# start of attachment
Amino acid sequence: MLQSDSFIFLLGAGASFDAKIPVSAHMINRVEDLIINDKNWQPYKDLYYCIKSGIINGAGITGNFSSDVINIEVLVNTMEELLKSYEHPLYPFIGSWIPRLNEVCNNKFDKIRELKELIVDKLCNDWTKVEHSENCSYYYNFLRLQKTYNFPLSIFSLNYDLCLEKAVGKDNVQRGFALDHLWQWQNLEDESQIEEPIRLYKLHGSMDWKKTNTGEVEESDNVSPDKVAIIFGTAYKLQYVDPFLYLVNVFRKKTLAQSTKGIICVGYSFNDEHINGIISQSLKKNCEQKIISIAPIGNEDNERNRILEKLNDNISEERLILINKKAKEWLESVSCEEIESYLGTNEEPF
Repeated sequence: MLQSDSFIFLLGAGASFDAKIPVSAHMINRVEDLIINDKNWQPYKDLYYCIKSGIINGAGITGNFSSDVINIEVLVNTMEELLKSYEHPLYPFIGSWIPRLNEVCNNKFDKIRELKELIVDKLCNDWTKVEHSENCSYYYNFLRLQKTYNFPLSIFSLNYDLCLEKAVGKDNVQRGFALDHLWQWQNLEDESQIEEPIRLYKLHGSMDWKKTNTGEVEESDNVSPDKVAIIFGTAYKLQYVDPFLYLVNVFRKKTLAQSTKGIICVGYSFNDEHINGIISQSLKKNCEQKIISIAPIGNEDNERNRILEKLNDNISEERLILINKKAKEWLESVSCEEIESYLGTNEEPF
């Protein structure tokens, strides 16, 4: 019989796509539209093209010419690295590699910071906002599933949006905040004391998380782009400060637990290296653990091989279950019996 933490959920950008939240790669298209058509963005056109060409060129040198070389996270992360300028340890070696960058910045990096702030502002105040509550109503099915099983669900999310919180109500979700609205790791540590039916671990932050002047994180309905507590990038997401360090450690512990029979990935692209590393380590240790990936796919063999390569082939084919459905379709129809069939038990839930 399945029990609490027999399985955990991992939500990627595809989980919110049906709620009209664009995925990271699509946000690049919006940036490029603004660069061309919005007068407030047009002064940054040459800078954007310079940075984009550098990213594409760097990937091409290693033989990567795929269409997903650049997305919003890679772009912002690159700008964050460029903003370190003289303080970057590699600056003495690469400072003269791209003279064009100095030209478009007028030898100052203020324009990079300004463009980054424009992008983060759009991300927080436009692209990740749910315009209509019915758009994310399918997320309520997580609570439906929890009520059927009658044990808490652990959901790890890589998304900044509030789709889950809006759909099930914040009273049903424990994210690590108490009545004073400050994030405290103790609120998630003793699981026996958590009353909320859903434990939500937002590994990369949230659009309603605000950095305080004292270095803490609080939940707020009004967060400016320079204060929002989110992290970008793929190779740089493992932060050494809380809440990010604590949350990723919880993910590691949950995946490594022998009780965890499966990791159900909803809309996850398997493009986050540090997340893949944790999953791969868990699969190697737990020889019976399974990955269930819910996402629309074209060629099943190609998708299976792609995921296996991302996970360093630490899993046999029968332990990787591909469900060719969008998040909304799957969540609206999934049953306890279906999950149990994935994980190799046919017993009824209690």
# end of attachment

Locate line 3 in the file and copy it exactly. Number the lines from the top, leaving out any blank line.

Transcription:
């Protein structure tokens, strides 16, 4: 019989796509539209093209010419690295590699910071906002599933949006905040004391998380782009400060637990290296653990091989279950019996 933490959920950008939240790669298209058509963005056109060409060129040198070389996270992360300028340890070696960058910045990096702030502002105040509550109503099915099983669900999310919180109500979700609205790791540590039916671990932050002047994180309905507590990038997401360090450690512990029979990935692209590393380590240790990936796919063999390569082939084919459905379709129809069939038990839930 399945029990609490027999399985955990991992939500990627595809989980919110049906709620009209664009995925990271699509946000690049919006940036490029603004660069061309919005007068407030047009002064940054040459800078954007310079940075984009550098990213594409760097990937091409290693033989990567795929269409997903650049997305919003890679772009912002690159700008964050460029903003370190003289303080970057590699600056003495690469400072003269791209003279064009100095030209478009007028030898100052203020324009990079300004463009980054424009992008983060759009991300927080436009692209990740749910315009209509019915758009994310399918997320309520997580609570439906929890009520059927009658044990808490652990959901790890890589998304900044509030789709889950809006759909099930914040009273049903424990994210690590108490009545004073400050994030405290103790609120998630003793699981026996958590009353909320859903434990939500937002590994990369949230659009309603605000950095305080004292270095803490609080939940707020009004967060400016320079204060929002989110992290970008793929190779740089493992932060050494809380809440990010604590949350990723919880993910590691949950995946490594022998009780965890499966990791159900909803809309996850398997493009986050540090997340893949944790999953791969868990699969190697737990020889019976399974990955269930819910996402629309074209060629099943190609998708299976792609995921296996991302996970360093630490899993046999029968332990990787591909469900060719969008998040909304799957969540609206999934049953306890279906999950149990994935994980190799046919017993009824209690």